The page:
Book Review: Also Known as Rowan Pohi
It all started at IHOP. Bobby and his friends are hanging out at the International House of Pancakes one afternoon in the summer before they start high school. The restaurant is full of kids from the fancy Whitestone Academy prep school with their designer jeans, new backpacks, and summer camps. Bobby and his friends only dream about designer jeans and summer camps. Not to mention, they don’t have the grades to get into a school like Whitestone.
They can imagine Whitestone material, and they don’t imagine it is anything like them. The boys start filling out a Whitestone application with the made-up name Rowan Pohi—did you notice that Pohi is IHOP backwards?—and give him all the necessary qualifications to get accepted. When they finish the application, Rowan looks like an exemplary student. He is in the Honor society, plays sports, and volunteers at a soup kitchen. He’s perfect, but, of course, he isn’t real. Rowan Pohi is just a joke made up on a bored afternoon.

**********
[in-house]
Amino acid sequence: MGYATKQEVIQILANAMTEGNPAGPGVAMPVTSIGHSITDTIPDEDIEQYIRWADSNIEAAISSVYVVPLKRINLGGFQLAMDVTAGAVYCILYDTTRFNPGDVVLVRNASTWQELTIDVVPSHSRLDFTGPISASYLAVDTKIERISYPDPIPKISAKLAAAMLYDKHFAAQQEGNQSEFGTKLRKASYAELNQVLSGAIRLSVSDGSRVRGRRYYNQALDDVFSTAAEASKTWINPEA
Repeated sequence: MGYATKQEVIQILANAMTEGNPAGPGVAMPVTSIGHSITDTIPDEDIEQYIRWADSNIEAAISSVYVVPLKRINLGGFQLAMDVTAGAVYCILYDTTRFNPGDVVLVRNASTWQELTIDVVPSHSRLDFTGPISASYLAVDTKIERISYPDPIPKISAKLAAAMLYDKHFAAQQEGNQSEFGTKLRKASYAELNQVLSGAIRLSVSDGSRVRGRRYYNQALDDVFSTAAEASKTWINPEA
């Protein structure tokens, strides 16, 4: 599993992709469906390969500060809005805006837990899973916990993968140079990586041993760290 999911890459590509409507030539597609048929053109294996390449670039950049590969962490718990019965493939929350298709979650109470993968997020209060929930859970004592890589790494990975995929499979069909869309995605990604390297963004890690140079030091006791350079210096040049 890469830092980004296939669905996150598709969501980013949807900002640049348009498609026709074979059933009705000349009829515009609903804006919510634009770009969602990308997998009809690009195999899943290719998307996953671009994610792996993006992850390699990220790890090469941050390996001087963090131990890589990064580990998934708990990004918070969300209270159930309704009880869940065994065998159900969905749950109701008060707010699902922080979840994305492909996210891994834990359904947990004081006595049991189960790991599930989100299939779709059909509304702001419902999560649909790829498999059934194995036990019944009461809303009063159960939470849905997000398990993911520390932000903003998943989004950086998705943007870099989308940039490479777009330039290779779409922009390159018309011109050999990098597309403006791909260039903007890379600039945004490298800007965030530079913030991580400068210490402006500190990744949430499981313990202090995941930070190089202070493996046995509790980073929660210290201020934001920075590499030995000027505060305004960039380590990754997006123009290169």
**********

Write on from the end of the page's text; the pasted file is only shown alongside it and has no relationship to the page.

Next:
When Bobby mails the application, he tries not to think about how much better Whitestone is than his own high school. He imagines he might fit in better there. He says,
“At Riverview, kids called you geekster or nerdling if you dared show any interest in history or literature, so I had to hide that part of myself. Kids at Whitestone really wanted to learn, from what I’d heard, so there was nothing wrong with paying attention or speaking up in class.”
Not only that, but Bobby feels like he could use a fresh start. His name has become synonymous in town with a terrible family incident that resulted in his father, whose name is also Bob Steele, getting arrested. He can’t go even go to the corner store without worrying that people will recognize his name and look at him differently. So when Bobby gets Rowan’s acceptance letter in the mail, he takes a chance and shows up at orientation. Just to see what it’s like. But then he just wants to see what classes are like, so he shows up at Whitestone instead of Riverview on the first day of school. He’s not sure how long he can pull it off, but he can’t let an opportunity like this pass by.
Also Known as Rowan Pohi is a great choice for reluctant readers. Bobby’s first person narration keeps the plot moving with plenty of funny moments as Bobby pretends to be Rowan but also some poignant scenes with Bobby’s family. While the plot may not be terribly realistic, Bobby does come across as real. His family issues and his identity questions are as real as his desire to escape and be someone new.